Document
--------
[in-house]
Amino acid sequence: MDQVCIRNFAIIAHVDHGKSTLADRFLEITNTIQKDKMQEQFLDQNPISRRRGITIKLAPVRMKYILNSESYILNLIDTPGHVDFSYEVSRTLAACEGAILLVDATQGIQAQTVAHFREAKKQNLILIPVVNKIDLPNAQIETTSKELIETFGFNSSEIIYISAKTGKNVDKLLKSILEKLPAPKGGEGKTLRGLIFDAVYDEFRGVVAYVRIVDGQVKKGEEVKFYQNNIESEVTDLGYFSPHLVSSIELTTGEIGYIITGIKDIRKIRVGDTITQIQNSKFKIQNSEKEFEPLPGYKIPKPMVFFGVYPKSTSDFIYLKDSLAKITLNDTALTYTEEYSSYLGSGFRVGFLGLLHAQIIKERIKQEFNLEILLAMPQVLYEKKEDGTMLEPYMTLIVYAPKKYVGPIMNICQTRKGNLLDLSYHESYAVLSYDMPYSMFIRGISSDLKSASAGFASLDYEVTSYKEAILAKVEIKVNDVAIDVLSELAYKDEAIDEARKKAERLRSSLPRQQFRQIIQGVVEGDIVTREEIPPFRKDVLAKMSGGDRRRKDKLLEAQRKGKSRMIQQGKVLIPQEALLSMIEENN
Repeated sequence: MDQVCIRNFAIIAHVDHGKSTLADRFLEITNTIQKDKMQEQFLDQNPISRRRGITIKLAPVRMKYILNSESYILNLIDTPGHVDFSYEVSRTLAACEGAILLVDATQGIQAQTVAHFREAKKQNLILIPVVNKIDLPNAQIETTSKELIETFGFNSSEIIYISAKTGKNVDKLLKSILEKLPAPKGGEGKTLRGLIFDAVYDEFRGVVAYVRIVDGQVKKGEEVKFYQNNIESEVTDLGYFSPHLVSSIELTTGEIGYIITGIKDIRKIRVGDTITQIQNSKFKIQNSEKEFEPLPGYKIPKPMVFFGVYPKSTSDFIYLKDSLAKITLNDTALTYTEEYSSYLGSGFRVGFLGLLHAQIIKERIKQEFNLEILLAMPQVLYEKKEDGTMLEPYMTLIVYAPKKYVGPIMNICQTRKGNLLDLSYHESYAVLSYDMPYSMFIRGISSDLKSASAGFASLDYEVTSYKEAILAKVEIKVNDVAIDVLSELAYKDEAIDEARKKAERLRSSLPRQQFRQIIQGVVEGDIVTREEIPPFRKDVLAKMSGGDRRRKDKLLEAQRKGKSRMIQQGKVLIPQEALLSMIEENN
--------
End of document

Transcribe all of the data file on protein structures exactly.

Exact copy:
[in-house]
Amino acid sequence: MDQVCIRNFAIIAHVDHGKSTLADRFLEITNTIQKDKMQEQFLDQNPISRRRGITIKLAPVRMKYILNSESYILNLIDTPGHVDFSYEVSRTLAACEGAILLVDATQGIQAQTVAHFREAKKQNLILIPVVNKIDLPNAQIETTSKELIETFGFNSSEIIYISAKTGKNVDKLLKSILEKLPAPKGGEGKTLRGLIFDAVYDEFRGVVAYVRIVDGQVKKGEEVKFYQNNIESEVTDLGYFSPHLVSSIELTTGEIGYIITGIKDIRKIRVGDTITQIQNSKFKIQNSEKEFEPLPGYKIPKPMVFFGVYPKSTSDFIYLKDSLAKITLNDTALTYTEEYSSYLGSGFRVGFLGLLHAQIIKERIKQEFNLEILLAMPQVLYEKKEDGTMLEPYMTLIVYAPKKYVGPIMNICQTRKGNLLDLSYHESYAVLSYDMPYSMFIRGISSDLKSASAGFASLDYEVTSYKEAILAKVEIKVNDVAIDVLSELAYKDEAIDEARKKAERLRSSLPRQQFRQIIQGVVEGDIVTREEIPPFRKDVLAKMSGGDRRRKDKLLEAQRKGKSRMIQQGKVLIPQEALLSMIEENN
Repeated sequence: MDQVCIRNFAIIAHVDHGKSTLADRFLEITNTIQKDKMQEQFLDQNPISRRRGITIKLAPVRMKYILNSESYILNLIDTPGHVDFSYEVSRTLAACEGAILLVDATQGIQAQTVAHFREAKKQNLILIPVVNKIDLPNAQIETTSKELIETFGFNSSEIIYISAKTGKNVDKLLKSILEKLPAPKGGEGKTLRGLIFDAVYDEFRGVVAYVRIVDGQVKKGEEVKFYQNNIESEVTDLGYFSPHLVSSIELTTGEIGYIITGIKDIRKIRVGDTITQIQNSKFKIQNSEKEFEPLPGYKIPKPMVFFGVYPKSTSDFIYLKDSLAKITLNDTALTYTEEYSSYLGSGFRVGFLGLLHAQIIKERIKQEFNLEILLAMPQVLYEKKEDGTMLEPYMTLIVYAPKKYVGPIMNICQTRKGNLLDLSYHESYAVLSYDMPYSMFIRGISSDLKSASAGFASLDYEVTSYKEAILAKVEIKVNDVAIDVLSELAYKDEAIDEARKKAERLRSSLPRQQFRQIIQGVVEGDIVTREEIPPFRKDVLAKMSGGDRRRKDKLLEAQRKGKSRMIQQGKVLIPQEALLSMIEENN